One of the very first things I did when I was in Boston was to jump onto the Orange line and make the trip to the Samuel Adams Brewery. I am a big fan of their Boston lager so was looking forward to this for weeks. It was a rainy Friday afternoon, but did not seem to dampen the crowds, and yes, there were many there to take the tour. The tour is free, but they suggest a donation to their charity which supports local organizations, so hey, not a problem.
Actually known as the Boston Beer Company, the brewery is 26 years old, being opened in 1984 by Jim Koch and is located in a century old set of buildings. It's first beer, Samuel Adams Boston Lager, came from an old family recipe made in 1960 by one of his descendants, Louis Koch who ran a brewery in St Louis. Three months after it's debut, it won the Great American Beer Festival, where 93 national and regional beers competed.
Named after one of America's founding fathers, who participated in the American revolution and Boston Tea party, and apparently was a brewer himself, Samuel Adams became a publicly listed company on the NYSE under the symbol SAM in 1995. Yet it still considered a craft beer brewery as under the rules for American Craft Brewer it
"has an annual production of beer exceeds 2 million barrels and the brewery was founded as a Craft Brewer and continues to satisfy the other Craft Brewer defining criteria and less than 25% of the Craft Brewery is owned or controlled (or equivalent economic interest) by an alcoholic beverage industry member who is not themselves a Craft Brewer."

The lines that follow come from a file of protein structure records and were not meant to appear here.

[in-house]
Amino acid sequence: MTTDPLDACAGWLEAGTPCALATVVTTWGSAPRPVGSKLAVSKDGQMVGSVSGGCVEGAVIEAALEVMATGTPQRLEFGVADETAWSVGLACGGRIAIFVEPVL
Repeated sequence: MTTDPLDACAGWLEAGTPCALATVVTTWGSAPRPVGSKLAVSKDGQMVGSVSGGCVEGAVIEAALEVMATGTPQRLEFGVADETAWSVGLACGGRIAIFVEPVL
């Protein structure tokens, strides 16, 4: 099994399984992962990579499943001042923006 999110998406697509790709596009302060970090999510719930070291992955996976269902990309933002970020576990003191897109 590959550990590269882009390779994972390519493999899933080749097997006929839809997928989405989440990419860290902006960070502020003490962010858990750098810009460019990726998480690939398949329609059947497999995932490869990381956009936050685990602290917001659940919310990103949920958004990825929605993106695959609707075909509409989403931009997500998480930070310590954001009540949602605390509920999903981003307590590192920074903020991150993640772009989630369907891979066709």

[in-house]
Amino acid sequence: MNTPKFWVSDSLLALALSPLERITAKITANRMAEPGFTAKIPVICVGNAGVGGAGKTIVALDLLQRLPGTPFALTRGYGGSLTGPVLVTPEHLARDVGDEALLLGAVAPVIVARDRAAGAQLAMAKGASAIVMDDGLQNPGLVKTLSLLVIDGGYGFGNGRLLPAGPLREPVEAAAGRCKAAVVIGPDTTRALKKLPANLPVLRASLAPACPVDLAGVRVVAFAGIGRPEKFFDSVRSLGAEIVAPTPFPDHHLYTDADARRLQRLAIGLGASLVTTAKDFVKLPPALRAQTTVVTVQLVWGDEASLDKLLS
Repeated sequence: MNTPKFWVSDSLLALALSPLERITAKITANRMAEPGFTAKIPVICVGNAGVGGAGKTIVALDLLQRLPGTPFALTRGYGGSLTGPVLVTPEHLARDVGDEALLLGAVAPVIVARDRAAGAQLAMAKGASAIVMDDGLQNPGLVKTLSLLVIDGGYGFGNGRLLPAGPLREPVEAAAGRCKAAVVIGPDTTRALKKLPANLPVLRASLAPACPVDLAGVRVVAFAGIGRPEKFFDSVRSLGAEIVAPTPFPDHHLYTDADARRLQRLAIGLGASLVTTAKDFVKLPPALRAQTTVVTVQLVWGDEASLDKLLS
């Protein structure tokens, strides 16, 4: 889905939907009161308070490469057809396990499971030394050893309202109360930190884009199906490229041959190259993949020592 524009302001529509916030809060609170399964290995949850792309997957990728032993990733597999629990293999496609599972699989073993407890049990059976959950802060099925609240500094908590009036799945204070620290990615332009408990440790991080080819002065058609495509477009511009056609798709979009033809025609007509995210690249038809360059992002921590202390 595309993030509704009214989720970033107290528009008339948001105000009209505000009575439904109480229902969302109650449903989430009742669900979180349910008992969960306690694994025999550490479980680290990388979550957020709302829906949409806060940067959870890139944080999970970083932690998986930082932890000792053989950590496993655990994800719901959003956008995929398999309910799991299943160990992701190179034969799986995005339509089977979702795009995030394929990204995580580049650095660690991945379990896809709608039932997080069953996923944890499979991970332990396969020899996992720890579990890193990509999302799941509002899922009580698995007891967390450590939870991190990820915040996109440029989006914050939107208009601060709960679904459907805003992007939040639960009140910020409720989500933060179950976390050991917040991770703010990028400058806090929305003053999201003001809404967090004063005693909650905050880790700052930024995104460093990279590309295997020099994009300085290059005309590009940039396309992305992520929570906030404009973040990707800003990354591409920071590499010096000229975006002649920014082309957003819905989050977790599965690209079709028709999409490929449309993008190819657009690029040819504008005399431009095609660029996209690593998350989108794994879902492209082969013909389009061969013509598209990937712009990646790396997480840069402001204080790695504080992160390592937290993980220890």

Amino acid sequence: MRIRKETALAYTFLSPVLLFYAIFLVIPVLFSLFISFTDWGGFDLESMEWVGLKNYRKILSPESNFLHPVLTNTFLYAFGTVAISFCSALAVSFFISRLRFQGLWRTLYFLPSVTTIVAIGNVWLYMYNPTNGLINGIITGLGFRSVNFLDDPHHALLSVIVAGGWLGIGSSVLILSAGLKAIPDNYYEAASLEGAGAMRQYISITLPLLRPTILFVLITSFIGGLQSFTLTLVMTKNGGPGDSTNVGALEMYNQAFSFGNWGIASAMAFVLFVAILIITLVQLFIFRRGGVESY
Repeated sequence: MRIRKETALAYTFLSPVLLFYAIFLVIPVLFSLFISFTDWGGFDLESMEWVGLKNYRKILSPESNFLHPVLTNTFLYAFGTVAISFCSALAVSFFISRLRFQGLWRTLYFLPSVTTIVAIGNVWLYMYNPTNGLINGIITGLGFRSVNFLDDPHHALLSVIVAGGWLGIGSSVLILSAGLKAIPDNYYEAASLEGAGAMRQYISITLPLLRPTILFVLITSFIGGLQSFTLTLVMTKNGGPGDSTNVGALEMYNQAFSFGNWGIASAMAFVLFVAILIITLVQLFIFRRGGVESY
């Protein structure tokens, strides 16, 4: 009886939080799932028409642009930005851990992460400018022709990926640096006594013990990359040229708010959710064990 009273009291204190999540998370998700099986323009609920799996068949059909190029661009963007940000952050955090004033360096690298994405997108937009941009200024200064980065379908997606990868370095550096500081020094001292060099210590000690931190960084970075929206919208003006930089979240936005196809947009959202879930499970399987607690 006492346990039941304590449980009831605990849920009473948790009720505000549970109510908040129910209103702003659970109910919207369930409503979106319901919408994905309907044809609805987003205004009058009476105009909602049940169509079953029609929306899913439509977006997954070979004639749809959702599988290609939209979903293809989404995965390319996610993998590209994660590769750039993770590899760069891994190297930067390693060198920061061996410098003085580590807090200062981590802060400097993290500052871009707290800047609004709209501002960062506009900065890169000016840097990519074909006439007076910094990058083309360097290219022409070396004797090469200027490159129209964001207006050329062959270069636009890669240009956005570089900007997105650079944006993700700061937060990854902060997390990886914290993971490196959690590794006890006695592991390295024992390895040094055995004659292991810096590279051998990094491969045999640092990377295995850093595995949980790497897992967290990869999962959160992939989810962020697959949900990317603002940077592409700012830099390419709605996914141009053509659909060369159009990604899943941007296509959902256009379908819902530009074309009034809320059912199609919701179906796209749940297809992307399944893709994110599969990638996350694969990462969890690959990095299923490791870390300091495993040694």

The tour was fun. Mike was our tour guide and was quite animated and full of humour. We were shown the brewery and the process and got to sample different types of barley, and crushed hops in our hands to let loose the aroma. Then cam my favorite part, the sampling where we tasted 4 different styles of Samuel Adams beers.
They have a special barrel aged beer which they brew only a few times a years, which they call their Barrel Room Collection. They use a special yeast for this beer, one which is supposed to be close to the wild yeasts of Belgium. After brewing and adding this special yeast, they ferment the beer in oak barrels which were originally used for making brandy, then imported to the brewery.
The website describes the Stony Brook Red. "This unique brew defies traditional beer style definition. The rich, malty brew combines notes of tart fruit from the yeast with a toasty oak character from the barrel aging. The long dry finish is almost wine-like. This is a beer that is satisfying on its own and also pairs well with many foods such as braised or roasted meats, beef stews and strong salty cheeses"
OK. Time for me to pour and try it for myself.
The beer does pour a deep red colour. I thought I could sense the slight smell of brandy but think I was smelling just the alcohol, as this beer is a 9% APV brew. Something was familiar in the aroma. Teena unlocked the mystery. It smelled like many home brews her first husband had made. That was it. I had a few friends that tried to make their own beer at home and yes, this reminded me of them.
There was no head, nor any lacings along the inside of the glass.
The beer has a harsh taste and is very sour. I was not at all impressed and is not a beer which I would recommend.
I love their Boston lager and really enjoyed all the beers on the tour, especially the Kogen, which is only available if taking the brewery tour.
All in all I had a great time at the brewery. Next time I would not be leaving with this beer though.
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